Subsequent to the 1949 Plan of Action and the adoption of the Freedom Charter at the Congress of the people in 1955 Kliptown, the ANC adopted the document in its conference in Bloemfontein, a clearly socialist ideological approach. This resulted in the first split of the ANC whereby the pro-Africanist members of the ANC viewed the ANC as shifting away from pro-black radical politics to non-racial politics in which they believed that black and white, oppressed and oppressor could not have a reciprocal relations.
Despite the Freedom Charter’s assertion on the race and nationalisation, the Charter carries radicalism and transformative primacy to our economic system through its demand for the country’s strategic sectors such as mines, banks and monopoly industries be shared equally amongst its citizens.
The promise of radical economic transformation is not new, it predates presidential hopeful Dlamini-Zuma as far back as 1960’s at the ANC Morogoro conference which declared the party:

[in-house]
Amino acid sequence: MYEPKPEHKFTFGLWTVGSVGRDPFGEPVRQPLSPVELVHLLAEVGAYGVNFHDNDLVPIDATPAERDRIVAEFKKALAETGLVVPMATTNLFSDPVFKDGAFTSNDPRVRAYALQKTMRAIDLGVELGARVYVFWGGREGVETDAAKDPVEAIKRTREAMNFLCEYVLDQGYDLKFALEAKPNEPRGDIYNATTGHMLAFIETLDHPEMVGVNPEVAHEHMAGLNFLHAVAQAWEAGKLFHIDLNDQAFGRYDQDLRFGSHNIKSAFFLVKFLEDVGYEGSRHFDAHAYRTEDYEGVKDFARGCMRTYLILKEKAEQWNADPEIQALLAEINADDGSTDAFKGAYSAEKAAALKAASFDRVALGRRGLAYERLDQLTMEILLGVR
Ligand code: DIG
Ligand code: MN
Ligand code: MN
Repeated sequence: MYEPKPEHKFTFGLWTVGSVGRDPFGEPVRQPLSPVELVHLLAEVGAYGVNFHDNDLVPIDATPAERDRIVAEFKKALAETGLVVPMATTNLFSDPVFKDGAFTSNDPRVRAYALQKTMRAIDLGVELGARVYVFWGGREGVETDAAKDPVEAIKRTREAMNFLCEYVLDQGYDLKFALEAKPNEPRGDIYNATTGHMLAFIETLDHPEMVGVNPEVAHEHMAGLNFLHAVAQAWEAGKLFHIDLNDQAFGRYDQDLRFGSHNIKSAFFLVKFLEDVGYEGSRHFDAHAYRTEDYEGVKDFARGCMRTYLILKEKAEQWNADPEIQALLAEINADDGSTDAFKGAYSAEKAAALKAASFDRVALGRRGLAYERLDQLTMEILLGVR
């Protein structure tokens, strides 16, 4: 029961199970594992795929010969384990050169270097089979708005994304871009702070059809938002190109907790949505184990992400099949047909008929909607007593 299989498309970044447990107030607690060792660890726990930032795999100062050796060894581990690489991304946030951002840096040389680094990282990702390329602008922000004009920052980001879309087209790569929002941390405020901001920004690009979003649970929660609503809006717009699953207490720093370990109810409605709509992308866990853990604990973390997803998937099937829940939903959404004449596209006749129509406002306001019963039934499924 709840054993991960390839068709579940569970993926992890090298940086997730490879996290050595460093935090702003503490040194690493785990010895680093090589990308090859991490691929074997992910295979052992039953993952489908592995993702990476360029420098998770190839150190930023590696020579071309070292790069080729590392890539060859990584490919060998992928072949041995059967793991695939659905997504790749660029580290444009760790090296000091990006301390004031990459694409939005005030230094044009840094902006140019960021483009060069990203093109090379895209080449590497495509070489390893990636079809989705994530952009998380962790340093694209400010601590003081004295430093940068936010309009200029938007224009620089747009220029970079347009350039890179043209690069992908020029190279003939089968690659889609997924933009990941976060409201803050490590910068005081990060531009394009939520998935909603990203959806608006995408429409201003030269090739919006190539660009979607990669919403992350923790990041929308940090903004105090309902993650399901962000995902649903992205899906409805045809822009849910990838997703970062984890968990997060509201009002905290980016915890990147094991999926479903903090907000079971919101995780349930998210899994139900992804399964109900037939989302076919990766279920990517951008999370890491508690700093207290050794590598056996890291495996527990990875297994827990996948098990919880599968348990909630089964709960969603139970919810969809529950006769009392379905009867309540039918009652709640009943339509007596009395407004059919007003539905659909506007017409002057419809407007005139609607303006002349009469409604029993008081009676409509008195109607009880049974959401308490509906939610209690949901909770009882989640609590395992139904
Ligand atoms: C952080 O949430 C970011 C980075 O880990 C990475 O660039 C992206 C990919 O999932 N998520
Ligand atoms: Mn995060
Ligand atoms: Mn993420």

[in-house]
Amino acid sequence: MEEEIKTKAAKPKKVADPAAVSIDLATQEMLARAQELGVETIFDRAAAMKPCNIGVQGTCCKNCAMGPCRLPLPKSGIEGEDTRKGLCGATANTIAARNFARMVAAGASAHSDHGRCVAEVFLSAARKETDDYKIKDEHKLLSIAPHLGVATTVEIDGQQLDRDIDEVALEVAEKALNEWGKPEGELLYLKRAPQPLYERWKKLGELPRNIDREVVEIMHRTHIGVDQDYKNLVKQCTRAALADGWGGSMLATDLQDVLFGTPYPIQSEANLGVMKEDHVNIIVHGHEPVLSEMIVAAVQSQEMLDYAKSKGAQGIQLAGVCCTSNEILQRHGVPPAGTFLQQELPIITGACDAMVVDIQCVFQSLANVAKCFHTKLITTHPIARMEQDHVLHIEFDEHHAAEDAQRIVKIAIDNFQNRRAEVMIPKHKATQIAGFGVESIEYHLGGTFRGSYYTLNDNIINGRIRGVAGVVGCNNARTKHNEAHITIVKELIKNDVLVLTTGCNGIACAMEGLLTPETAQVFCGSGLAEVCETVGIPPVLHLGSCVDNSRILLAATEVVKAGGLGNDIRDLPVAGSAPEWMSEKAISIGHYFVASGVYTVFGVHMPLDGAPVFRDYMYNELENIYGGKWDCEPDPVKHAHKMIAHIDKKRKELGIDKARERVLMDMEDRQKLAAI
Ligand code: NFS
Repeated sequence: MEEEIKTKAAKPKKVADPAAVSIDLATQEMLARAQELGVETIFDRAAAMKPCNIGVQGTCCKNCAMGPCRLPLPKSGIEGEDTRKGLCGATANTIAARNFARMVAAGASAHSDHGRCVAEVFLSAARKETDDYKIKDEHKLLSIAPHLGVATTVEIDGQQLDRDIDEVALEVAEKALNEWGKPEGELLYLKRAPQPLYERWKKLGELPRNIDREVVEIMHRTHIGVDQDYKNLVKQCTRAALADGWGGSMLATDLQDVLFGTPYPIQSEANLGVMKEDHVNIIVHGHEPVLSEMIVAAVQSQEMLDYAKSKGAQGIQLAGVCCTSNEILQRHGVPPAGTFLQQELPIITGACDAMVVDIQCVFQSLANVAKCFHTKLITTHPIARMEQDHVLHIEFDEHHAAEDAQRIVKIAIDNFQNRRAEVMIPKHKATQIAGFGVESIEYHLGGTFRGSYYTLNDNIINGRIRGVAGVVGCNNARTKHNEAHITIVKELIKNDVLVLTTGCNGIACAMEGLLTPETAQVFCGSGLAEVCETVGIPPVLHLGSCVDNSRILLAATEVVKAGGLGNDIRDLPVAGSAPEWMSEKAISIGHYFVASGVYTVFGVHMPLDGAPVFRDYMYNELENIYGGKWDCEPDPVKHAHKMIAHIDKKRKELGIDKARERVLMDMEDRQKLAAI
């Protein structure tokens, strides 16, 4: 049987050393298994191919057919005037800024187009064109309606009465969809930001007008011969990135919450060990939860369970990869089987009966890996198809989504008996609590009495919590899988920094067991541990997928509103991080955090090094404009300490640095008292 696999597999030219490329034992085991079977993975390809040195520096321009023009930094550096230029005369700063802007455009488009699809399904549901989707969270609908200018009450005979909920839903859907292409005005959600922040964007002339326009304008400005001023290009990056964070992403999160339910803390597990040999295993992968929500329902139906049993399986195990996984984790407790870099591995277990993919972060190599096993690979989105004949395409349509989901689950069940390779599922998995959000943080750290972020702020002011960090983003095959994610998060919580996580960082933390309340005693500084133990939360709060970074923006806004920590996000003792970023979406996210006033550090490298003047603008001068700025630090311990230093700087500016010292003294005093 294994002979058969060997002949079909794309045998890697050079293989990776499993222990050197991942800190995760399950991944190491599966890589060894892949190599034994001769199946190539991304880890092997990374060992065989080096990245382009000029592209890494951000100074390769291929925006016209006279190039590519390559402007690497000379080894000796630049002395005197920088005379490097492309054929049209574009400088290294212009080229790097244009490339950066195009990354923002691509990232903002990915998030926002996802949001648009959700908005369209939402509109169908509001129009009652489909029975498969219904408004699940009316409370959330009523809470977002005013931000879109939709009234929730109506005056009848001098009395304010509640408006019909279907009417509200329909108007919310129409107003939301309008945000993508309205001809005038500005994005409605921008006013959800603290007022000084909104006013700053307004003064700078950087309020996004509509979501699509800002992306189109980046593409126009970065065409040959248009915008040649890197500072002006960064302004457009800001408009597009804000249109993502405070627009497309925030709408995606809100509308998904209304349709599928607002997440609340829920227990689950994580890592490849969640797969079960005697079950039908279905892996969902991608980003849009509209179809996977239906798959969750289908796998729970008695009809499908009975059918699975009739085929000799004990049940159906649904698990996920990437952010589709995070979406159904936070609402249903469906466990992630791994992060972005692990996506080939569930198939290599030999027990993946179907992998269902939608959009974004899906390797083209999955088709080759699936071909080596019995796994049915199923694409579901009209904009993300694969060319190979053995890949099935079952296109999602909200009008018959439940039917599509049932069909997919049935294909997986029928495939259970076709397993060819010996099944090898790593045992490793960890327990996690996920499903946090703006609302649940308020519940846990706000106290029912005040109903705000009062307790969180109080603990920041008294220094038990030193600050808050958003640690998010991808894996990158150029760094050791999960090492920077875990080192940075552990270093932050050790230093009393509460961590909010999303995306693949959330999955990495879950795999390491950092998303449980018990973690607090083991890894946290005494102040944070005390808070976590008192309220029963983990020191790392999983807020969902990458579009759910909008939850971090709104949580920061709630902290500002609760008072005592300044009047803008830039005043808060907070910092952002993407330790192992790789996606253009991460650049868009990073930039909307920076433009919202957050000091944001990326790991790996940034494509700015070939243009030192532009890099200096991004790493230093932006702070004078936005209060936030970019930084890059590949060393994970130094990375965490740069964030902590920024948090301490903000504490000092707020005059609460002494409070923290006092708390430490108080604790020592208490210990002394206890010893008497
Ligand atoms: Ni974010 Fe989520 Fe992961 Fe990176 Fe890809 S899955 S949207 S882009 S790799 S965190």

“To allow the existing economic forces to retain their interests intact is to feed the root of racial supremacy and does not represent even the shadow of liberation. Our drive towards national emancipation…The correction of…centuries-old the economic injustice lies at the very core of our aspiration”
Throughout Radical Economic Transformation has remained little more than a rhetorical discourse which has found new energy towards the elective conference vaguely used by Presidential hopeful Dlamini-Zuma apart from using concepts such as white monopoly capital and attack on wealthy Rupert and Oppenheimer families.